7 Questions with Julie Lee

Julie’s follow-up to My Brother’s Keeper is In the Tunnel which hits shelves May 30! In the Tunnel has already received starred reviews from Kirkus and Booklist and is a Junior Library Guild Gold Standard Selection. My Brother’s Keeper was the recipient of 4 starred reviews, also a Junior Library Guild Gold Standard Selection, a Freeman Book Award winner, a Jane Addams Children’s Book Award finalist, an ALA Rise selection, an ALA Notable Children’s Book, a Bank Street Best Children’s Book of the Year (Outstanding Merit), and a Kirkus Best Middle Grade Book of 2020.

Visit Julie on her on her website, Twitter, Facebook, and Instagram.

1. If you could travel back in time, (assuming there’d be no risk to yourself or changing the course of history) where and when and why would you go?

I would want to travel back to August 15, 1945—the day Korea was liberated after 45 years of Japanese occupation—and spend the afternoon with my mother as a young girl in northern Korea. This is also the day that Myung-gi’s story in In the Tunnel first begins. Although it was a short-lived celebration (the Soviets marched in soon afterward to occupy the north), I would want to get to know my mother and her family and friends during this joyful period before the Korean War, before she and others would have to face such hardship. While I was there, I would want to see her childhood home and the beautiful landscape of a closed nation.

2. Your book is set during the Korean War. What fascinates you most about this time period?

Both Brother’s Keeper and its companion novel, In the Tunnel, are set during the Korean War. What fascinates me about this time period is the ordinary person’s courage and resilience in the face of war. Nearly every Korean has such stories within their own families. Yet we rarely hear about them.

3. What elements of this time period are still with us today?

I wish I could point to only the good things that still persist like human acts of kindness and courage. But the reality is that the crises of this historical period are ongoing. North Korea’s authoritarian government still exists today. Technically, the war between North and South Korea never ended; they are still officially at war. There is also still a refugee crisis in many places around the world. And last, but not least, the world today feels eerily similar to the Cold War era.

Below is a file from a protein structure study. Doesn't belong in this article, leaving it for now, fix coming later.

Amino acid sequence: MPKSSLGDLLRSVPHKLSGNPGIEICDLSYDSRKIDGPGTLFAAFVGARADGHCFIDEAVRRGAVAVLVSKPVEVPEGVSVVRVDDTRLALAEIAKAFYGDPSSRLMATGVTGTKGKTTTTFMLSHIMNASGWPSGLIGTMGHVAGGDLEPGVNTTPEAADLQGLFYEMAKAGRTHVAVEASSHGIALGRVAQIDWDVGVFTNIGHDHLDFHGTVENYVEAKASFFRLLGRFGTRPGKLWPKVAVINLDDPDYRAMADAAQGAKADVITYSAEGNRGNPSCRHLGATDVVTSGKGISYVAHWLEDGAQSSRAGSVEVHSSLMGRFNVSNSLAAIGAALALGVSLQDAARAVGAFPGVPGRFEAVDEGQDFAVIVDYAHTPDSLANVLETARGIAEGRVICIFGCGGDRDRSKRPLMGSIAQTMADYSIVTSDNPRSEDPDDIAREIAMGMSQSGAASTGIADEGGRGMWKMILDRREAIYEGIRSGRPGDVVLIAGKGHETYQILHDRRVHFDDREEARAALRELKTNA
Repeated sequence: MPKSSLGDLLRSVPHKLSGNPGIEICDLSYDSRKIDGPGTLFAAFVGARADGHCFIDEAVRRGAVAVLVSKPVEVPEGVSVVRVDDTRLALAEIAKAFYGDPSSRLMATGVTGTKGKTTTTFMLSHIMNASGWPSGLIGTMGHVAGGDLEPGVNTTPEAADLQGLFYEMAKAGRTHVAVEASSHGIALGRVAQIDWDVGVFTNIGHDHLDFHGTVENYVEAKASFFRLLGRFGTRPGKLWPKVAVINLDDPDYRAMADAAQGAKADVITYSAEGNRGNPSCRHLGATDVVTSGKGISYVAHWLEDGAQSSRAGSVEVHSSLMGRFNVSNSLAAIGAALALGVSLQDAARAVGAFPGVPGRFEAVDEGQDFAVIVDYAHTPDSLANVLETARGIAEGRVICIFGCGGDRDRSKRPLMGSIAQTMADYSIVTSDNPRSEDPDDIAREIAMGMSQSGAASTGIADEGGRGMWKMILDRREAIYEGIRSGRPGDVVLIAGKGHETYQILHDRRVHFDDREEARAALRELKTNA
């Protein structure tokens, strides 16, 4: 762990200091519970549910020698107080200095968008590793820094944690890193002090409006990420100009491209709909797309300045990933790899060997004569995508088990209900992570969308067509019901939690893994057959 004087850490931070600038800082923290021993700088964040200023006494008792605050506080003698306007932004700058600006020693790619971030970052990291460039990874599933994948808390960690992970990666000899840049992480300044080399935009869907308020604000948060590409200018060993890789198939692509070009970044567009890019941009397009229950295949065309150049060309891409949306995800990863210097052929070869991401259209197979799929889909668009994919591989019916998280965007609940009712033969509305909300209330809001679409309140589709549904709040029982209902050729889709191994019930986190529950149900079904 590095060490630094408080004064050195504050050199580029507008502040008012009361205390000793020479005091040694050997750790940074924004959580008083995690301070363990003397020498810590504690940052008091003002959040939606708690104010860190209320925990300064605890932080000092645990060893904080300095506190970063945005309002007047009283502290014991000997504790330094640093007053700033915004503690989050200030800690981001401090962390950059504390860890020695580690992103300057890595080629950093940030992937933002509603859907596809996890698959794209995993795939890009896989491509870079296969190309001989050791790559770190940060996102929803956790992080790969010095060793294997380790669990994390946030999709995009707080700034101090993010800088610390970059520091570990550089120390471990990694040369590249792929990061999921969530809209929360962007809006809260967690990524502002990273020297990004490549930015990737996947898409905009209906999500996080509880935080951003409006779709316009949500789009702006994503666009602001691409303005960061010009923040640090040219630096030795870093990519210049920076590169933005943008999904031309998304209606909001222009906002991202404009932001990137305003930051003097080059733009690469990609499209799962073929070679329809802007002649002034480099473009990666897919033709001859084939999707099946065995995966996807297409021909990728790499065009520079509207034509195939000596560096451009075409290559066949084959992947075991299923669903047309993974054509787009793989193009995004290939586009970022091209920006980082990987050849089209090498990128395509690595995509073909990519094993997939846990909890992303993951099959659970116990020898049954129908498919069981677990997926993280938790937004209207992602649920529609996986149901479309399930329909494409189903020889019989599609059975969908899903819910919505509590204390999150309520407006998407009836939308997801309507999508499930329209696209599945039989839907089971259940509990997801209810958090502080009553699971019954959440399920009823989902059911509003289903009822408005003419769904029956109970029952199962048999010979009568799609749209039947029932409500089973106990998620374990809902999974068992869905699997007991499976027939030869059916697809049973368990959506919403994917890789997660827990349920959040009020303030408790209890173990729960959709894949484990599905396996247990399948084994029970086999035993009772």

4. I remember being told in a high school history class (in the states) that the Korean War is also known as “the forgotten war.” What do you want readers to know about this moment in history?

I want readers to know that forgetting history isn’t just about overlooking a few dates and places; it’s about erasing entire groups of people. And by erasing them, we are leaving a hole in our understanding of ourselves. For my mother and her generation, the Korean War, was not forgotten. It was one of the most significant events of their lives.

As a result of this conflict, millions of people died and millions more ended up permanently separated from an immediate family member across the North-South Korean border. Similar tragedies are still taking place all around the world today.

5. Is there an historical tidbit that didn’t make it in the book, but is super interesting?

During the Soviet occupation, some people had developed a warning system to alert others of Soviet soldiers entering their neighborhood. The first house would make a loud noise by repeatedly hitting a can with a stick, followed by the next house, and the next, until the warning signal was transmitted throughout the entire neighborhood. It was such a simple but effective strategy in protecting one another. This historical tidbit came from my Uncle Luke’s memoir, Beyond the Battleline: The Korean War and my Life. Like Myung-gi, he lived in northern Korea and later joined the South Korean military as a means of somehow using intelligence to gain information on an abducted parent.

6. What’s your favorite historical fiction (any age!)

This is perhaps the hardest question! I have so many favorites, but if I must choose, I pick The Book Thief by Markus Zusak. It is such a beautiful, creative, and lyrical story. It makes me cry every time.

7. What are you working on right now?

My WIP keeps changing, so it’s hard to say right now. But I am interested in writing a story set in America this time.


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